S&W Model 360 .357 Magnum / .38 S&W Special +P Revolver Review ~ VIDEO

The S&W Model 360 .357 Magnum revolver delivers better accuracy for the size than any other maker’s options and it does so with less bulk and far more style.

Smith & Wesson Model 360 .357 Magnum/.38 S&W Special +P
Smith & Wesson Model 360 .357 Magnum/.38 S&W Special +P
Josh Wayner
Josh Wayner

U.S.A.-(Ammoland.com)- Smith and Wesson, a company known for being the premier maker of wheelguns in the world has, remarkably, managed to again put a new spin on the wheel with their new Model 360.

At first glance, this little revolver looks just like any other snub out there these days, but looks can be deceiving. The tiny gun is a J-Frame, which just so happens to be a type of gun that I have extensive knowledge of. I’ve had the pleasure of reviewing and shooting many of S&W’s smallest revolvers and I have been uniquely surprised by the benefits and unique characteristics of each.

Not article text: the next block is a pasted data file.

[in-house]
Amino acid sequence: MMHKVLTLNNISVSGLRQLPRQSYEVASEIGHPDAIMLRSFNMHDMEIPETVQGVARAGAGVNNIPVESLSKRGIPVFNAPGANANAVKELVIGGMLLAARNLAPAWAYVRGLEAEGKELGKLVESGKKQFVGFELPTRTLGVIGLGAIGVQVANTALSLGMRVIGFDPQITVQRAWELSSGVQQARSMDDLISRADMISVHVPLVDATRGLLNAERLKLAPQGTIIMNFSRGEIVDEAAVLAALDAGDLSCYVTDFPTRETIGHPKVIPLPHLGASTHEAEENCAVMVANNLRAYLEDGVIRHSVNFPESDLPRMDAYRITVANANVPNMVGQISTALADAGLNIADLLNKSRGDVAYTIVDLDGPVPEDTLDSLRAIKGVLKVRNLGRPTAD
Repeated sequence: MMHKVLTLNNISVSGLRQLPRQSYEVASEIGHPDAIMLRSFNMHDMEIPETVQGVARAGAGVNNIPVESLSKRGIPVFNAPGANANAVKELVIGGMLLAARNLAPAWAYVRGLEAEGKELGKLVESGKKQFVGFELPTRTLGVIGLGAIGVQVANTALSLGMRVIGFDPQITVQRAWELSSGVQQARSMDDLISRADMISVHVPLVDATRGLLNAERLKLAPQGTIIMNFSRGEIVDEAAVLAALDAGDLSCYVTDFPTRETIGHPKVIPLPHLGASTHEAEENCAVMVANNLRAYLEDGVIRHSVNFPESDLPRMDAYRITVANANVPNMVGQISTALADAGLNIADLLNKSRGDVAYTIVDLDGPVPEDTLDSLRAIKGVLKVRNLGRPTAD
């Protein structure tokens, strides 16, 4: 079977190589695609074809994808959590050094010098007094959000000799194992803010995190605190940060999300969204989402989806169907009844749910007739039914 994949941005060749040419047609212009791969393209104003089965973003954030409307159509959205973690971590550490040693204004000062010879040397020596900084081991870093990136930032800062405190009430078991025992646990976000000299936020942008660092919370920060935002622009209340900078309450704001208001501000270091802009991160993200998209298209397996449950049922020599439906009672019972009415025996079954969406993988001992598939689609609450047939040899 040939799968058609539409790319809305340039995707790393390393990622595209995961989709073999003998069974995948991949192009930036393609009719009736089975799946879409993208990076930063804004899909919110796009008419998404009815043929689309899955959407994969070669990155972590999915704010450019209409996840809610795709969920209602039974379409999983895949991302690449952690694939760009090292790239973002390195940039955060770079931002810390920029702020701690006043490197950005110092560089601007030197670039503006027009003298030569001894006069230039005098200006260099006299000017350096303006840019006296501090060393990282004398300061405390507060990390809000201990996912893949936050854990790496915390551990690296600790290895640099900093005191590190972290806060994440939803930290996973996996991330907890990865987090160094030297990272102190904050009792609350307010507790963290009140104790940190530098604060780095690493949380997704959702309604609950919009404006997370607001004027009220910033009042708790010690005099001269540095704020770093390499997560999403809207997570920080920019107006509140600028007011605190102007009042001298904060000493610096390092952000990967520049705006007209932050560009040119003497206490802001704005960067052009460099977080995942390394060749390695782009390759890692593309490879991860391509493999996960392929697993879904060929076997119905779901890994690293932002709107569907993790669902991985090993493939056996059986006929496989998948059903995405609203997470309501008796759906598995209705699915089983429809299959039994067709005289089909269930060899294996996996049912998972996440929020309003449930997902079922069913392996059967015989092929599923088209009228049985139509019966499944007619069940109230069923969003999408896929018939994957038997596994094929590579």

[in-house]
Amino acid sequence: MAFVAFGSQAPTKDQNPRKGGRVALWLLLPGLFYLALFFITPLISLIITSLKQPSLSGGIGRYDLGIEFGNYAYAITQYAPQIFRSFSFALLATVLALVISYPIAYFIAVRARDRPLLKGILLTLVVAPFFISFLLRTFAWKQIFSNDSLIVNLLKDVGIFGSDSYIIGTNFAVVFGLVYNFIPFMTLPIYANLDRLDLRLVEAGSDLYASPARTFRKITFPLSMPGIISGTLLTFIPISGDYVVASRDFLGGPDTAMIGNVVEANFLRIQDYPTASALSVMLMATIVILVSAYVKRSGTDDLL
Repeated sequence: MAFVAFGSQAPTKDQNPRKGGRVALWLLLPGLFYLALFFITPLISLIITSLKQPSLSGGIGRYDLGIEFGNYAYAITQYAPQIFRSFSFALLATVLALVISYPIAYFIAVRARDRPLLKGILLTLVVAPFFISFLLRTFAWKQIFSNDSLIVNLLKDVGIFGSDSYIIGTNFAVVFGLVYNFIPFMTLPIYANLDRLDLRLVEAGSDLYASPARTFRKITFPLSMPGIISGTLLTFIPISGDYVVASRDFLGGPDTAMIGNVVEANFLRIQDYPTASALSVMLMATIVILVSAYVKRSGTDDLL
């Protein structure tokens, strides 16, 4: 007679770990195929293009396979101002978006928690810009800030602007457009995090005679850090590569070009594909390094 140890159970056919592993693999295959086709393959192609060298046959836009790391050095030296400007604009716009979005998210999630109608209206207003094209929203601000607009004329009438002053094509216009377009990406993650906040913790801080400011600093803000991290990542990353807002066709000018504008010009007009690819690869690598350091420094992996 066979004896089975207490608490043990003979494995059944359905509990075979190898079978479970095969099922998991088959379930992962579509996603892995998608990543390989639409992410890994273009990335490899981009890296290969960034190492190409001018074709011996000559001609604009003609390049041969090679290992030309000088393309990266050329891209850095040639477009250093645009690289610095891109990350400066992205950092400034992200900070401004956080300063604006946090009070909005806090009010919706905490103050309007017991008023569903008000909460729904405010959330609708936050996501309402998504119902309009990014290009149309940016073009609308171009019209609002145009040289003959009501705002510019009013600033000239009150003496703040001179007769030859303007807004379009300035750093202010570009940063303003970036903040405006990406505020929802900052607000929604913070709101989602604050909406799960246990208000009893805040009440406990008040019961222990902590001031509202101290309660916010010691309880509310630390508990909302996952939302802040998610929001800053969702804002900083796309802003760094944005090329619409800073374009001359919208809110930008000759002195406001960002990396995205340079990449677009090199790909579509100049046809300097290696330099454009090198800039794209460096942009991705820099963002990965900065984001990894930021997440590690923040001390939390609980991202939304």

I would go so far as to say that there is more product diversity between two different models of J-Frame than the entire line of ‘perfect’ pistols combined. You can pick up a Model 43C and a Model 60 PC and, despite the same frame size, have complete variation in materials, caliber, sights, mode of fire, and weight. The J-Frame can be carried by anyone, but it is far from a one-size-fits-all like the offerings from other manufacturers.

Smith & Wesson Model 360 .357 Magnum /.38 S&W Special +P Revolver